Magazine article The Christian Century

Race Still Matters

Magazine article The Christian Century

Race Still Matters

Article excerpt

Was former president Jimmy Carter identifying the elephant in the room or seeing a phantom when he charged that much of the opposition to President Obama's health-care reform is motivated by racism? Whatever the wisdom of Carter's comments, Obama himself has refused to be drawn into the debate. Obama said he'd prefer to think that the election of a black man as president is the true measure of where the country stands on race.

Besides, Obama said, any president's effort to make significant political changes, especially during an economic crisis, will spark strenuous resistance. Franklin Roosevelt, for example, was labeled a communist when he introduced his New Deal legislation.

It is a sign of some social progress that Obama's critics are quick to vehemently deny being racists. Racism of a blatant kind is now impolitic. However, researchers Marc J. Hetherington and Jonathan D. Weiler have evidence that Carter is on to something. They analyzed a late 2008 survey that asked people if they favored a government-run health-care system, a system like the one we have now, or something in between. The same survey also asked four questions on race designed to measure racial resentment. The findings revealed a strong correlation between racial resentment and opposition to health-care reform. They say that no such correlation existed in the 1990s when the Clinton administration was making a similar effort at health-care reform.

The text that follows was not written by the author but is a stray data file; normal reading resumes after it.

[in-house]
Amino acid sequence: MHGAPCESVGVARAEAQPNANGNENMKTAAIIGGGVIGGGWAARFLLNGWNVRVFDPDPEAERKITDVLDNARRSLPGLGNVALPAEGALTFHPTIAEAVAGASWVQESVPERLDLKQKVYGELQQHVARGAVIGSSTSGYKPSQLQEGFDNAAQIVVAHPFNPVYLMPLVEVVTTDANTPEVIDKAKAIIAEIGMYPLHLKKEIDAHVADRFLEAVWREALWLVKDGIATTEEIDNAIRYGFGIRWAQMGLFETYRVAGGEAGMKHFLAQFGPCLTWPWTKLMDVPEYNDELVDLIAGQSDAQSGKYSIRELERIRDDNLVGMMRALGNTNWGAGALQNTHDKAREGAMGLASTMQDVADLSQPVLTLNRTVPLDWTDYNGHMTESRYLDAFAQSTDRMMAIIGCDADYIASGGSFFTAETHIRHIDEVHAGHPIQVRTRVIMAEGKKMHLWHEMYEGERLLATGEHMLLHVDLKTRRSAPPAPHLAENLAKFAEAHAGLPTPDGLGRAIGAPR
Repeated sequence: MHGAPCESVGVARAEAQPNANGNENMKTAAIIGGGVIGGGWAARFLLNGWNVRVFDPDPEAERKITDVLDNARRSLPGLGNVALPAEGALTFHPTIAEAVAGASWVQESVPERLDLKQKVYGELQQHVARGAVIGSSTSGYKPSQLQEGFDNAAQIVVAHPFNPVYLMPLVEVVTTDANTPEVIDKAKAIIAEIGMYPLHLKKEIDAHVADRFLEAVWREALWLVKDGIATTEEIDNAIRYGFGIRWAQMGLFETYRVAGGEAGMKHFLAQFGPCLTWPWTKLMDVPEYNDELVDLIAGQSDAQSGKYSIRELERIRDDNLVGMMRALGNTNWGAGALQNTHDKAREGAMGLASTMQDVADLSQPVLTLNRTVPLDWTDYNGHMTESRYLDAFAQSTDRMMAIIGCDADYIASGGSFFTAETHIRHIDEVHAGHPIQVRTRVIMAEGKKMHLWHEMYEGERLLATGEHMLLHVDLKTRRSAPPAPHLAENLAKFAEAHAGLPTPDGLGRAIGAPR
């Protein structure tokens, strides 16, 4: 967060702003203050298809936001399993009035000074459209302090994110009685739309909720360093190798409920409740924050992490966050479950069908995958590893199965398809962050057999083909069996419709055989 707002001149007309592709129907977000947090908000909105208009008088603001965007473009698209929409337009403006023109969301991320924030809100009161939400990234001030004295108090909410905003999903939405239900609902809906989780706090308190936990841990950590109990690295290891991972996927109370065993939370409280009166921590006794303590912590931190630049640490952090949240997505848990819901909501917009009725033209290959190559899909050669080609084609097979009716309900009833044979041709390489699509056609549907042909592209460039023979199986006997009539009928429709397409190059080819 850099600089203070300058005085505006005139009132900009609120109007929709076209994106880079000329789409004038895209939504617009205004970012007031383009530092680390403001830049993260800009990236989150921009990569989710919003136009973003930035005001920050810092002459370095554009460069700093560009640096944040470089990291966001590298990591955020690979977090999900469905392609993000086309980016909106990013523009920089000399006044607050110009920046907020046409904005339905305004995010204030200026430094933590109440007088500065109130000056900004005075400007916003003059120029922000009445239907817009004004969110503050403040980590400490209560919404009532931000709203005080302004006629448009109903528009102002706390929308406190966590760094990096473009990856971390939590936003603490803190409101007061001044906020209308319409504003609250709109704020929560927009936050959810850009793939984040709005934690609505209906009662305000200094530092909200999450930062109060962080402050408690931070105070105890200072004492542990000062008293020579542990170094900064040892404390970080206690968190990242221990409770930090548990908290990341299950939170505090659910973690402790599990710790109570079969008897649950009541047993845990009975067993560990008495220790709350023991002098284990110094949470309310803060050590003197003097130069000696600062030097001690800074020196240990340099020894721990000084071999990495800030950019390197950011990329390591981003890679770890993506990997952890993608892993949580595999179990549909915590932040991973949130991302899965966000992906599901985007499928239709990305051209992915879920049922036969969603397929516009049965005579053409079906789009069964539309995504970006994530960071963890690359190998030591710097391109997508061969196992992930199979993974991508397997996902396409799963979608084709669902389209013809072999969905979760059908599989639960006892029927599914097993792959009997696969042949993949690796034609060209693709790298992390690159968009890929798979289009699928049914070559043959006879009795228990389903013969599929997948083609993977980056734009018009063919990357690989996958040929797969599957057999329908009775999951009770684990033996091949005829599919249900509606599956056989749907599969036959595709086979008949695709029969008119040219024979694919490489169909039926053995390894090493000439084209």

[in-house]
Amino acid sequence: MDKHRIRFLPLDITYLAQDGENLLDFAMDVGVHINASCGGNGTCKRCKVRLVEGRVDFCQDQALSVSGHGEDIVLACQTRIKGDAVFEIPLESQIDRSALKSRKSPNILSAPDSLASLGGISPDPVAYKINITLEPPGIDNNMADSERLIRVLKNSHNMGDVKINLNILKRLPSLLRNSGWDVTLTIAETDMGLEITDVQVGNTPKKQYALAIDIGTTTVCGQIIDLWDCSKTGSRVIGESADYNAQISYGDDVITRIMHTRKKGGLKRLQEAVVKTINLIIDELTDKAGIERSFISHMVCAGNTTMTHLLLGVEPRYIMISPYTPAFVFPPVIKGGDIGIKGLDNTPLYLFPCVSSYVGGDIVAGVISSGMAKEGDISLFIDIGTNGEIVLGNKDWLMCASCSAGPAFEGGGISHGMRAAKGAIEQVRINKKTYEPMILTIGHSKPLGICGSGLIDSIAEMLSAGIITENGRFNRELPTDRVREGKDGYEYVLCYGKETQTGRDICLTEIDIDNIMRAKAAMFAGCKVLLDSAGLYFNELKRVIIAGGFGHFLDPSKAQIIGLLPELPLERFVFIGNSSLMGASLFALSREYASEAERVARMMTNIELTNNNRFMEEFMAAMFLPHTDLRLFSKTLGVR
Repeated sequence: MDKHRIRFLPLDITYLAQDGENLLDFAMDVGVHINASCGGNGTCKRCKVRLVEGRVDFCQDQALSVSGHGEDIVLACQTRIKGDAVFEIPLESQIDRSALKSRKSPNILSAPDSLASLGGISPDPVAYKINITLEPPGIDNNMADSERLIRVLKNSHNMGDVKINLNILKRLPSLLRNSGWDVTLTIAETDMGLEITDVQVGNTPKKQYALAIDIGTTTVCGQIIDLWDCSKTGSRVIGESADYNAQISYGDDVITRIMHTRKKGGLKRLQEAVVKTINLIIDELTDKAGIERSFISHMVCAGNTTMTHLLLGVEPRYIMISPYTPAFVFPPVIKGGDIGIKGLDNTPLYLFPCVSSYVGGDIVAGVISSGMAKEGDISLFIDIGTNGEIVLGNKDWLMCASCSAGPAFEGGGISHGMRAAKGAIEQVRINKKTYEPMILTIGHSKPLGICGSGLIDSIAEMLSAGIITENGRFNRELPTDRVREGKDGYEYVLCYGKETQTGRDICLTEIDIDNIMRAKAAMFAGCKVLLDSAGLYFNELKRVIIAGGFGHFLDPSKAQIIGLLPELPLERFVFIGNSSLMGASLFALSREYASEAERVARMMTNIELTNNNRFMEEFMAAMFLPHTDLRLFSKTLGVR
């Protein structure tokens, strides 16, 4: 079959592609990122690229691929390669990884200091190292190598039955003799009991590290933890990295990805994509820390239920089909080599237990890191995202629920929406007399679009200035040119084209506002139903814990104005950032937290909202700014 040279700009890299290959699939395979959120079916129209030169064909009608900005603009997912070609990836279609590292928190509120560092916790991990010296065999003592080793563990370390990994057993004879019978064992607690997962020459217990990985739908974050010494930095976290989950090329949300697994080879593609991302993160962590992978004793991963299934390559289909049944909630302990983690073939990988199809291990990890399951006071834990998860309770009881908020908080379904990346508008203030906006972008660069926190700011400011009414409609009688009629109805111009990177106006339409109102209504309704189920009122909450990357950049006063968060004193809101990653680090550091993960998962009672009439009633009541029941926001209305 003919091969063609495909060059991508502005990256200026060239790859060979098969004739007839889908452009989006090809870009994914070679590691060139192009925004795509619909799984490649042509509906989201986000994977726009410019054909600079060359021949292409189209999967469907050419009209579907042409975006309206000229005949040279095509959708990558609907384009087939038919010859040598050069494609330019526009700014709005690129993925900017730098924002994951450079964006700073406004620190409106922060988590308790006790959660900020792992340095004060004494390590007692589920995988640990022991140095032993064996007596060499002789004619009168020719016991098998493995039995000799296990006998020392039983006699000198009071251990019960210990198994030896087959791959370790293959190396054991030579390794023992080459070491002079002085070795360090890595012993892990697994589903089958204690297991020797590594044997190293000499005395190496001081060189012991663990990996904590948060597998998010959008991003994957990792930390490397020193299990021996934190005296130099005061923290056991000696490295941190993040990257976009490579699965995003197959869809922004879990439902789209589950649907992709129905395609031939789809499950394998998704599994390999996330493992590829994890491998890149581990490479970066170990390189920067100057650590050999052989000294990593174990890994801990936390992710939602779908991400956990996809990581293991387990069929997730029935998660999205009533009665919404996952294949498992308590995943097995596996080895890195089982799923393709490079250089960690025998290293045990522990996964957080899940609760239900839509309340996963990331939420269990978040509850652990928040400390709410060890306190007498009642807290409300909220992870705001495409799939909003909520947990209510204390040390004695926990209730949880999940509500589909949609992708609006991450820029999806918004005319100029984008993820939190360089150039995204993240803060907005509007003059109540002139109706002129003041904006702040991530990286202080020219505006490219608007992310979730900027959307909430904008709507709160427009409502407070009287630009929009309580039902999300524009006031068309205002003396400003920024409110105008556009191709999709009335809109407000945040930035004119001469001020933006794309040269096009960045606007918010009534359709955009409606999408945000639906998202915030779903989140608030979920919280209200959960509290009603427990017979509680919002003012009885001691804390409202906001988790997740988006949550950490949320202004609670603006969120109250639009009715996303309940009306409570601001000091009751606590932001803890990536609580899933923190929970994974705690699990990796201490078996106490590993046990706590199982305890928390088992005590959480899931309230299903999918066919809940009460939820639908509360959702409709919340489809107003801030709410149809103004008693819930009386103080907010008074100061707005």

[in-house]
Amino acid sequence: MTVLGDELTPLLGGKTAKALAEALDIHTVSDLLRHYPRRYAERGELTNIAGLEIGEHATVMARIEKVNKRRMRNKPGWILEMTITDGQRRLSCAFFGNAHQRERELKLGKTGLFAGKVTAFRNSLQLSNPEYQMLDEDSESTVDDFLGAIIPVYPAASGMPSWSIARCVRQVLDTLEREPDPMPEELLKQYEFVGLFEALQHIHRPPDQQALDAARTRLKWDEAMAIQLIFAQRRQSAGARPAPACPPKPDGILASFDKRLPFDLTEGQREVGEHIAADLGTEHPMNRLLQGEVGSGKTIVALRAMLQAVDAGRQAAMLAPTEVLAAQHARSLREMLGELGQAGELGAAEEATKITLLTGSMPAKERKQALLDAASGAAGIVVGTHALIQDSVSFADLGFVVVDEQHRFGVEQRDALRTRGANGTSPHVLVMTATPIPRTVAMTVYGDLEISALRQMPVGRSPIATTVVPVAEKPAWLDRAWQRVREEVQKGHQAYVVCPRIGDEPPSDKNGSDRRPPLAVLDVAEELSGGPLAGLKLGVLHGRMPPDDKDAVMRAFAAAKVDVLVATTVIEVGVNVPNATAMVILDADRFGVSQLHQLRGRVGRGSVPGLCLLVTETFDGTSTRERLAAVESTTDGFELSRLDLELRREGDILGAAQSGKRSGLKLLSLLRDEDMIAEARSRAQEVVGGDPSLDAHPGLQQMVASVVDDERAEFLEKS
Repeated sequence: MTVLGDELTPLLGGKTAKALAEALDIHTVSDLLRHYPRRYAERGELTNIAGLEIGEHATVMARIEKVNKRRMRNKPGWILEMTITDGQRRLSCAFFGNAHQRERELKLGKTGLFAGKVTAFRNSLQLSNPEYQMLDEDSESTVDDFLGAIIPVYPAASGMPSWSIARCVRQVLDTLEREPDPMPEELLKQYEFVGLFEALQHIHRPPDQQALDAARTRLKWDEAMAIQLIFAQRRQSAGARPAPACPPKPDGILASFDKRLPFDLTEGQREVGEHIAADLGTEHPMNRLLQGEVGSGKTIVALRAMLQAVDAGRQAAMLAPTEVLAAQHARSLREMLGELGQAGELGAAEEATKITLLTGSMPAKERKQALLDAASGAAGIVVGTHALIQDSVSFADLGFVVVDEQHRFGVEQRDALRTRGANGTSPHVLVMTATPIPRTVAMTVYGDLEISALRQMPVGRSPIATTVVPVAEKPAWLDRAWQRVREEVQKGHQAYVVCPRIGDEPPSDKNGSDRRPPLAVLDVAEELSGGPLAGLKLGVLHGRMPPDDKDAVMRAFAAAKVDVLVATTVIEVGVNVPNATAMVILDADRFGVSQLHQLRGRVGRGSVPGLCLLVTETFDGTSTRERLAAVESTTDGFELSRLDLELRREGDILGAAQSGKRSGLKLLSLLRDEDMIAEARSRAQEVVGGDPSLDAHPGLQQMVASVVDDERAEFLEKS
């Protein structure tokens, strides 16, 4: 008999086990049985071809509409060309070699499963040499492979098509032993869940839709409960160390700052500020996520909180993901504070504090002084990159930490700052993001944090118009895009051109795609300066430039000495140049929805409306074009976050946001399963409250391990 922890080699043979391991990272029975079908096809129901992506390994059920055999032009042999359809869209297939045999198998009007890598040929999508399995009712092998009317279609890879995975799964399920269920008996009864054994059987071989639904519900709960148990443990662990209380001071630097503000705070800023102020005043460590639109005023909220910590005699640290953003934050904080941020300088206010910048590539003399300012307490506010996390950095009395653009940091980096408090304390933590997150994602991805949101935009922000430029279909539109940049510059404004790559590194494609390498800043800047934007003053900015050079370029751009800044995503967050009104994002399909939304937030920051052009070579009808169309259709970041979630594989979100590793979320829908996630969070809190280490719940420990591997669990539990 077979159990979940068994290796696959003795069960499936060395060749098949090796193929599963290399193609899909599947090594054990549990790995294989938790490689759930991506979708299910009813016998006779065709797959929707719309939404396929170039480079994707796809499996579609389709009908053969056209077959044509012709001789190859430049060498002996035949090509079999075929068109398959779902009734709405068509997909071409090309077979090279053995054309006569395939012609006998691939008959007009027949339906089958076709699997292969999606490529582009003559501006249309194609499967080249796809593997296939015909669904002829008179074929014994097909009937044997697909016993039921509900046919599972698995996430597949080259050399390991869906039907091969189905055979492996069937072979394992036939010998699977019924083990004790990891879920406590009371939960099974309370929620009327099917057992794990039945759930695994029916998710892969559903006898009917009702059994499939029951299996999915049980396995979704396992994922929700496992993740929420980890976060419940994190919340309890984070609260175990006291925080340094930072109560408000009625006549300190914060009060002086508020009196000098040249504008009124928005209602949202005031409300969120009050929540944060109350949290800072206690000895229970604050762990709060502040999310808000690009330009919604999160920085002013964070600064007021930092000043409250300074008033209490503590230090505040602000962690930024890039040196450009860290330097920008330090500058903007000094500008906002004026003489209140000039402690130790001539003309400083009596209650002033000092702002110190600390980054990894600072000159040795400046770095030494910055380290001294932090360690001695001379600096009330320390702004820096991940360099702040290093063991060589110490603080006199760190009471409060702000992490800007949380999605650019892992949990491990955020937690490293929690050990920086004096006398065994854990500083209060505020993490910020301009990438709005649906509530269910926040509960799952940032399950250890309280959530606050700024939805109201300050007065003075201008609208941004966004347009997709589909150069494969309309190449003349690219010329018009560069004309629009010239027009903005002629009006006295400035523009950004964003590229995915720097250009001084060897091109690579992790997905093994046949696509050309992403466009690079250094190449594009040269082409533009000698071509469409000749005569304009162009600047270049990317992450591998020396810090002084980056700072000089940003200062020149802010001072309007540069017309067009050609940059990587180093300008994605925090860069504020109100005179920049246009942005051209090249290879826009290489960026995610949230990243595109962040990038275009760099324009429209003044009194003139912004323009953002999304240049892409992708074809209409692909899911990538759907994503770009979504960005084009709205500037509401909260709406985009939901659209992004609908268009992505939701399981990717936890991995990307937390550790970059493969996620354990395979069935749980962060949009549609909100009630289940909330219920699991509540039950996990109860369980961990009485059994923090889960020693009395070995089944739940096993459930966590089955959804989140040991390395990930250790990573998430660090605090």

Even more troubling are reports from the Southern Poverty Law Center on the resurgence of antigovernment militias, white supremacist groups and nativist vigilantes. …

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